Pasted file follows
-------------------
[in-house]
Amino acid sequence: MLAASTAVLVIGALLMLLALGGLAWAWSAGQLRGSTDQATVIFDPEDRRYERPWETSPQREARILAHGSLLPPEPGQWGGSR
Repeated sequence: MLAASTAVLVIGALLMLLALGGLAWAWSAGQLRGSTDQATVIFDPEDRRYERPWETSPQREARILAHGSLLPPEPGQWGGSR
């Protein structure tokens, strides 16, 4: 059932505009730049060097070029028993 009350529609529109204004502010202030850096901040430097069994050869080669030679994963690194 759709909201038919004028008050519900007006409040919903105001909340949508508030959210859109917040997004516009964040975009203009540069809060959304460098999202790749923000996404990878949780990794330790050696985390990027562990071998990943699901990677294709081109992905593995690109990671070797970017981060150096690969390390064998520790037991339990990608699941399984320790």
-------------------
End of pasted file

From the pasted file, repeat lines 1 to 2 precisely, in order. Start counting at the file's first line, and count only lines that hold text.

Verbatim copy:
[in-house]
Amino acid sequence: MLAASTAVLVIGALLMLLALGGLAWAWSAGQLRGSTDQATVIFDPEDRRYERPWETSPQREARILAHGSLLPPEPGQWGGSR